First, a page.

Confessions of a Laid-off Lawyer

Just Your Average Joe Blogging Away His Debt—In One Year or Less

One Step Back, Two Steps Forward

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Total Black: $889.52
Total Red: $230,285.21

As I left my apartment this morning, I decided to stop by the post office on my way to work.  The temp position has had me going for roughly twenty-seven days straight now without a day off.  It’s getting difficult to recall which day of the week it is especially without weekends to mark time by.  I received a few notices from the post office of letters and packages they couldn’t deliver.  So finally today I thought I’d stop and pick them up.  I’m glad I did.

The first piece of mail was a Rent Demand sent via certified mail by my landlord’s attorney.  September’s rent hasn’t been paid yet.  October’s came due on the 1st.  I don’t know why, but I just didn’t reach out to the management company to let them know I was having difficulty coming up with the rent money.  Working at the Recession Art Sale gig plus the hours at the contract attorney position both sort of left me with little time to do anything else.  Plus, I guess, I was afraid to let the landlord’s management company know I was having financial difficulties in case they refused to let me renew the lease.  All completely emotionally-driven, illogical thinking.  One call to the management company probably would have fixed all this and staved off the Rent Demand.  I suspect as well that I’m overreacting a bit to the demand that I received.  Perhaps it’s just a formality.  I was worried that I’d come home today to a notice of eviction on the door of my apartment.  Nonetheless, I’ll be faxing a letter to the landlord’s attorney tomorrow morning.  I had intended to do that tonight but, as Murphy’s Law has it, one of the printer ink cartridges is empty and the damn printer won’t print if any are empty.  So tomorrow morning I’ll have to run to an office supply store to get ink only to run back home and print out my letter, then fax it, then mail it as well.  I trust it’ll all be ok.   By Friday, September’s rent should be paid in full from checks I sent out last Friday and today.  Hopefully, I’ll be able to pay October’s as well by then.  November’s is another story all together though.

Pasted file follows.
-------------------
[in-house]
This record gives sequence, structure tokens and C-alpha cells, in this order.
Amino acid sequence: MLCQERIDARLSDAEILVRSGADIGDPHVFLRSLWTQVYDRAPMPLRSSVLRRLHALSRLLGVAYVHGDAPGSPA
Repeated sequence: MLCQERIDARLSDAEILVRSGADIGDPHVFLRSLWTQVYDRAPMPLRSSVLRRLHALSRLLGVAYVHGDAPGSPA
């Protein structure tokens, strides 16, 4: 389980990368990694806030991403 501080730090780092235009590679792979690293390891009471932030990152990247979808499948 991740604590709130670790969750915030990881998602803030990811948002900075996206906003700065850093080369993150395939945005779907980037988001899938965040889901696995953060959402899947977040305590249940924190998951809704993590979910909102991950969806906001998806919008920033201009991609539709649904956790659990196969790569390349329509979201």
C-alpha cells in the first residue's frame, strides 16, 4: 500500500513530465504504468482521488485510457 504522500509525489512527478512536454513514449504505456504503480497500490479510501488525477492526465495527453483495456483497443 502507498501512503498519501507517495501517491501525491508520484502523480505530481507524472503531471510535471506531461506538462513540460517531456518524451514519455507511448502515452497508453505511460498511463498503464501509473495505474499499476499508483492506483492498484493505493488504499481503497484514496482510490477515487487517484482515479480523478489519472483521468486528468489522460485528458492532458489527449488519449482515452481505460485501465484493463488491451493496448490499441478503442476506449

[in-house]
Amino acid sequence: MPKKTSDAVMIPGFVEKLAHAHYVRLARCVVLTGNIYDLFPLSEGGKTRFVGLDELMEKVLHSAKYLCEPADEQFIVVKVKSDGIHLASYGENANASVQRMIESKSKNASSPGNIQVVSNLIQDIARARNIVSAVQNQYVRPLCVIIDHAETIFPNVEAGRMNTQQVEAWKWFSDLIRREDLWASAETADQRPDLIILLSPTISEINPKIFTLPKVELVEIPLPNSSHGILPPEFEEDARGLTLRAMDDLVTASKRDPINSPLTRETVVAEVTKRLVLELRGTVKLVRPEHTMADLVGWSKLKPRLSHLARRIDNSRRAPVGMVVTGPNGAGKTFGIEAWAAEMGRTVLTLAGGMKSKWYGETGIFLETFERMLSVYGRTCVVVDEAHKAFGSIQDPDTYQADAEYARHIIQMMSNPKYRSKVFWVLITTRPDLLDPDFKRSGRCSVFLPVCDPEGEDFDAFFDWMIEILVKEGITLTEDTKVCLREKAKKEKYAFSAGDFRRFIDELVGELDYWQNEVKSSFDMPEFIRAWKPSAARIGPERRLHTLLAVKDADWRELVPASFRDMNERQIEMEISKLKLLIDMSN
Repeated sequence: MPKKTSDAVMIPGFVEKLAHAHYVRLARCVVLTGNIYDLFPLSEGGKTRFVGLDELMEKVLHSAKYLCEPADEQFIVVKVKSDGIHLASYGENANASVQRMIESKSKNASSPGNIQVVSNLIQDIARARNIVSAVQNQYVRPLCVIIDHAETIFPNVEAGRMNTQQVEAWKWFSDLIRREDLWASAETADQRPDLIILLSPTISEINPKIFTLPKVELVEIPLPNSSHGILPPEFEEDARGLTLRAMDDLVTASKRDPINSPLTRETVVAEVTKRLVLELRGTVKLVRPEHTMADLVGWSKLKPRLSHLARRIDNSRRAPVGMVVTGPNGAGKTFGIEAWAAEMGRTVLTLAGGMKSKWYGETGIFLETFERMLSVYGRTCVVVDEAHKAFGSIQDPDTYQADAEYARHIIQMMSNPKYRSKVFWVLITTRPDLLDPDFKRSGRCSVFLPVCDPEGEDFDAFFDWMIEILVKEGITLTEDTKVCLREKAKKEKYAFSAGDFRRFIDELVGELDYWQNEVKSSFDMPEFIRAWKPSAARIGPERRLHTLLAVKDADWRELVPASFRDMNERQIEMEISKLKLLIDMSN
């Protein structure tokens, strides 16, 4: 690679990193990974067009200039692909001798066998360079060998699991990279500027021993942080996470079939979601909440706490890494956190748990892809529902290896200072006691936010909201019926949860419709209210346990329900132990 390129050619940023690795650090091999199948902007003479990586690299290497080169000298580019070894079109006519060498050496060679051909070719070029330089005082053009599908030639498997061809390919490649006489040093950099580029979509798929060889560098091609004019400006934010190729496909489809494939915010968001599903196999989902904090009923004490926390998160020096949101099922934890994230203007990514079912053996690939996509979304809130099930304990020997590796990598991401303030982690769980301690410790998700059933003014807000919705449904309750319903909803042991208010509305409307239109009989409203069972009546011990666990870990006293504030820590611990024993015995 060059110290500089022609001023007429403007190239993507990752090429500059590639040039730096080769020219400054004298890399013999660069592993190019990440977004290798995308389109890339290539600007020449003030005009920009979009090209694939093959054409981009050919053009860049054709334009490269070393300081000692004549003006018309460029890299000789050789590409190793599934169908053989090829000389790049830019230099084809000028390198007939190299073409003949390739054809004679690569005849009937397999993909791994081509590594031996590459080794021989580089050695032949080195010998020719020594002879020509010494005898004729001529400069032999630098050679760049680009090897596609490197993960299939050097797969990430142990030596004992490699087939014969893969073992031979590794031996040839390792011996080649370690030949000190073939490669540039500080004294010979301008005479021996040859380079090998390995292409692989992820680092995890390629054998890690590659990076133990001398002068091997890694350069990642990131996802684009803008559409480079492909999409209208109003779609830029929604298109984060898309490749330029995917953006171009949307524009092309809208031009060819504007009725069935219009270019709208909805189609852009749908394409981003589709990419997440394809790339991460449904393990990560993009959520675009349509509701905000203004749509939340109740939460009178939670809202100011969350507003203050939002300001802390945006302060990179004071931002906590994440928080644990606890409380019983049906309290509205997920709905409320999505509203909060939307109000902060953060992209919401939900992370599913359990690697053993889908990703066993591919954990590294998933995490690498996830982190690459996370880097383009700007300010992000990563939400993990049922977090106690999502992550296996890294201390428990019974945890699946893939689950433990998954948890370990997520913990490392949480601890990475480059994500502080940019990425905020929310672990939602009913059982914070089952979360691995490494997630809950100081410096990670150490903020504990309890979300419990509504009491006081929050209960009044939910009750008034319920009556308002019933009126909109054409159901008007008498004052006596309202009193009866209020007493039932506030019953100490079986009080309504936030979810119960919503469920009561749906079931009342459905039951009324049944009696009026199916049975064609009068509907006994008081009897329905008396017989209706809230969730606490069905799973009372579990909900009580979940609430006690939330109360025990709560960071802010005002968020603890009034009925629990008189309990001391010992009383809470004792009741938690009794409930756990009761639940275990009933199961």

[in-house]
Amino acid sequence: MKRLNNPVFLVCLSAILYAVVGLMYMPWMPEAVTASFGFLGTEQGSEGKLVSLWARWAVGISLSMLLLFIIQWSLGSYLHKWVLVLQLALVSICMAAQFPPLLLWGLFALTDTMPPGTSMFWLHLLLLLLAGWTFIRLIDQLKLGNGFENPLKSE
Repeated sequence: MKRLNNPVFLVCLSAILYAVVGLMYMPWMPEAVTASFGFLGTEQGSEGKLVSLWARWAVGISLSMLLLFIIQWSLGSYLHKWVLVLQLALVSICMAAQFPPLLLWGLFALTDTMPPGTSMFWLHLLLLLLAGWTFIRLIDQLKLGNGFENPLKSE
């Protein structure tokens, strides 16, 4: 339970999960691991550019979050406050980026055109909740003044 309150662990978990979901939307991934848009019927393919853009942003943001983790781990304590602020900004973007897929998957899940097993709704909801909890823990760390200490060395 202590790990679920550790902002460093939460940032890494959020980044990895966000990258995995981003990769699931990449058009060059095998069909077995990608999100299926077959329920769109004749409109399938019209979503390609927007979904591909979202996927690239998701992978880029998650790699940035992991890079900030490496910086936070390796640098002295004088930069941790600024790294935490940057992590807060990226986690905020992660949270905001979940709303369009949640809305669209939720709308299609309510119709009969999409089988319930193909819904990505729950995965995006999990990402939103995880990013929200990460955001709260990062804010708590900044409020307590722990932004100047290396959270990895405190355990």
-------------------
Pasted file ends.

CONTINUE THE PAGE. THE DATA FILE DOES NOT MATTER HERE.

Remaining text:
The second piece of mail I received was a Notice of Deficiency from the IRS.  In layman’s terms, I believe that means an audit was conducted on me and the IRS has determined that I owe $1,300 more on 2007 taxes.  Not a lot compared to my other taxes still outstanding, but still that’s one week’s pay right there.  And the temp job is due to end soon.  Not sure when another will materialize.  The odd thing though is that I believe this notice was already issued to me in July and that I already paid it.  I’ve not heard of two audits being conducted on the same tax year.

It wasn’t a great way to start my morning, but I decided to turn it around in my favor.  No one else has any qualms about demanding money from me.  Not the credit card companies, the student loan agencies, the IRS, and now the landlord.  Machinations of the corporate beast: past due notices and delinquency alerts all get spit out by computers and sent off to the debtors.  So I decided to start being as aggressive about money owed me as well.  In Slow Going and Pussyfootin’ Around I touched on my difficulties in this area.  I don’t really know why.  I’ve dragged my feet in calling Bank of America to complain about insufficient funds fees that, I felt at least, were unfairly charged to my accounts.  I spent nearly the entire month of August working for a colleague, helping him with his legal consulting work.  It’s roughly two months later and I haven’t seen a cent of the $1,500 we agreed I’d be paid.  What’s more, I haven’t asked for it either and instead beat myself up for not yet having prepared the hours I worked so that he could, in turn, bill the client.  I’ve been beating myself up!  Insane.

So today, the first thing I did upon arriving at work was to send an email to my colleague, letting him know about the situation with my rent, and asking if he had anything he could give me now towards the $1,500.  Twelve hours later and I still haven’t heard back from him.  Then an hour later, I took a break from the temp job and, as promised in Small Town Boy in the Big City, I walked out of the building, across the street, and over to a branch of Bank of America and asked to speak with someone about fees issued to my account.  Sitting in her office, I inquired how a $2 transaction could result in a $35 fee or how a $40 withdrawal from the ATM could warrant a $35 fee.  In both cases, the money was in my account.  The bank representative fairly straightforwardly explained, “It can happen.  That’s how the Bank makes its money.”  And sadly she’s right.  She seemed sympathetic to my frustrations, however, so I found it curious that the ability to waive fees is not in any one individual’s control.  When I asked about reversing some of the fees, she said that she’d have to see what the system would give back to me.  See, the “system” doesn’t allow for sympathy.  Nevertheless, fifteen minutes later I walked out $76 dollars richer.  That amount didn’t cover even half of the fees charged.  But in all honesty a few were properly charged to my account for my own money mismanagement, though quite a few were not.

Despite starting off the day on bad footing, I was happy with how I later regained my footing.  Of course the saying is one step forward, two steps back, but I wanted to be positive about things.  And, since I stood up for myself twice today and demanded what’s due me, I opted instead for a bit of poetic license and went with two steps forward.  I’m not losing any more ground to debt.

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